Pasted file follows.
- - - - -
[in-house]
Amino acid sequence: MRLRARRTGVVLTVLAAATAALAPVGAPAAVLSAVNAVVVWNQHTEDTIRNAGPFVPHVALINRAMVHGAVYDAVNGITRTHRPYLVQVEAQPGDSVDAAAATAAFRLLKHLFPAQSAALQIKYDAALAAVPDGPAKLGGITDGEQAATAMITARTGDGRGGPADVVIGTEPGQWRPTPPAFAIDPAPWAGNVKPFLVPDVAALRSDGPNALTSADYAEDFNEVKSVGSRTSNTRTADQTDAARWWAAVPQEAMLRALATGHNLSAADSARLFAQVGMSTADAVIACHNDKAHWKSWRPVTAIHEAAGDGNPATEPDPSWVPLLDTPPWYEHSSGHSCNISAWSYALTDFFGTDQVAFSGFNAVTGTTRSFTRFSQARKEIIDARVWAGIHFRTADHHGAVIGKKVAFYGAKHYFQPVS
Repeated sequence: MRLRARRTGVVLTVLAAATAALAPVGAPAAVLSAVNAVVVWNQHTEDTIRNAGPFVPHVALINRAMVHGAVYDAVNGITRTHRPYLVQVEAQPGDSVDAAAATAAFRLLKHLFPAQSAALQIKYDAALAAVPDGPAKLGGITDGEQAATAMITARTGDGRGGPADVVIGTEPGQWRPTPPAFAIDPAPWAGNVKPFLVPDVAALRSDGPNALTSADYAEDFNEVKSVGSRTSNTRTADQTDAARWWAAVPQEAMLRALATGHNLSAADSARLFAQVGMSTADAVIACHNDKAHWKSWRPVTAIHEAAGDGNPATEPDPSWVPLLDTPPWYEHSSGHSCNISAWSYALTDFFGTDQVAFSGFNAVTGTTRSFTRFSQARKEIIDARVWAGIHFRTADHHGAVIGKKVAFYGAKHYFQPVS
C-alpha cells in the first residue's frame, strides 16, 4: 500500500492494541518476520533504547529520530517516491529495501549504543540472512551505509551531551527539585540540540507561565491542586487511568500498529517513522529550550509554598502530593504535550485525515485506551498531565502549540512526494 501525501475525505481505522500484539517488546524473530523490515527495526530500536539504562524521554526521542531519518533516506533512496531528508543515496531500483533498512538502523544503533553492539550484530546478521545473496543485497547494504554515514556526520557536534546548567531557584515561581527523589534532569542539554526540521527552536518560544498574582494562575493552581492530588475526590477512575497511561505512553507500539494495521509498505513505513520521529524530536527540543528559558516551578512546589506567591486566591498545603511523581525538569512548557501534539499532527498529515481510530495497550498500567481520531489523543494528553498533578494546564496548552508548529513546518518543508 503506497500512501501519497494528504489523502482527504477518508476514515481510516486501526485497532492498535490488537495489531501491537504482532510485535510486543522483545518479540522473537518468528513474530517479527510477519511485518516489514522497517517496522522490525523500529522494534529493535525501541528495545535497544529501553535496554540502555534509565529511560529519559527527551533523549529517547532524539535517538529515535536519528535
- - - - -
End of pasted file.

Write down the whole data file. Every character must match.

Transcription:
[in-house]
Amino acid sequence: MRLRARRTGVVLTVLAAATAALAPVGAPAAVLSAVNAVVVWNQHTEDTIRNAGPFVPHVALINRAMVHGAVYDAVNGITRTHRPYLVQVEAQPGDSVDAAAATAAFRLLKHLFPAQSAALQIKYDAALAAVPDGPAKLGGITDGEQAATAMITARTGDGRGGPADVVIGTEPGQWRPTPPAFAIDPAPWAGNVKPFLVPDVAALRSDGPNALTSADYAEDFNEVKSVGSRTSNTRTADQTDAARWWAAVPQEAMLRALATGHNLSAADSARLFAQVGMSTADAVIACHNDKAHWKSWRPVTAIHEAAGDGNPATEPDPSWVPLLDTPPWYEHSSGHSCNISAWSYALTDFFGTDQVAFSGFNAVTGTTRSFTRFSQARKEIIDARVWAGIHFRTADHHGAVIGKKVAFYGAKHYFQPVS
Repeated sequence: MRLRARRTGVVLTVLAAATAALAPVGAPAAVLSAVNAVVVWNQHTEDTIRNAGPFVPHVALINRAMVHGAVYDAVNGITRTHRPYLVQVEAQPGDSVDAAAATAAFRLLKHLFPAQSAALQIKYDAALAAVPDGPAKLGGITDGEQAATAMITARTGDGRGGPADVVIGTEPGQWRPTPPAFAIDPAPWAGNVKPFLVPDVAALRSDGPNALTSADYAEDFNEVKSVGSRTSNTRTADQTDAARWWAAVPQEAMLRALATGHNLSAADSARLFAQVGMSTADAVIACHNDKAHWKSWRPVTAIHEAAGDGNPATEPDPSWVPLLDTPPWYEHSSGHSCNISAWSYALTDFFGTDQVAFSGFNAVTGTTRSFTRFSQARKEIIDARVWAGIHFRTADHHGAVIGKKVAFYGAKHYFQPVS
C-alpha cells in the first residue's frame, strides 16, 4: 500500500492494541518476520533504547529520530517516491529495501549504543540472512551505509551531551527539585540540540507561565491542586487511568500498529517513522529550550509554598502530593504535550485525515485506551498531565502549540512526494 501525501475525505481505522500484539517488546524473530523490515527495526530500536539504562524521554526521542531519518533516506533512496531528508543515496531500483533498512538502523544503533553492539550484530546478521545473496543485497547494504554515514556526520557536534546548567531557584515561581527523589534532569542539554526540521527552536518560544498574582494562575493552581492530588475526590477512575497511561505512553507500539494495521509498505513505513520521529524530536527540543528559558516551578512546589506567591486566591498545603511523581525538569512548557501534539499532527498529515481510530495497550498500567481520531489523543494528553498533578494546564496548552508548529513546518518543508 503506497500512501501519497494528504489523502482527504477518508476514515481510516486501526485497532492498535490488537495489531501491537504482532510485535510486543522483545518479540522473537518468528513474530517479527510477519511485518516489514522497517517496522522490525523500529522494534529493535525501541528495545535497544529501553535496554540502555534509565529511560529519559527527551533523549529517547532524539535517538529515535536519528535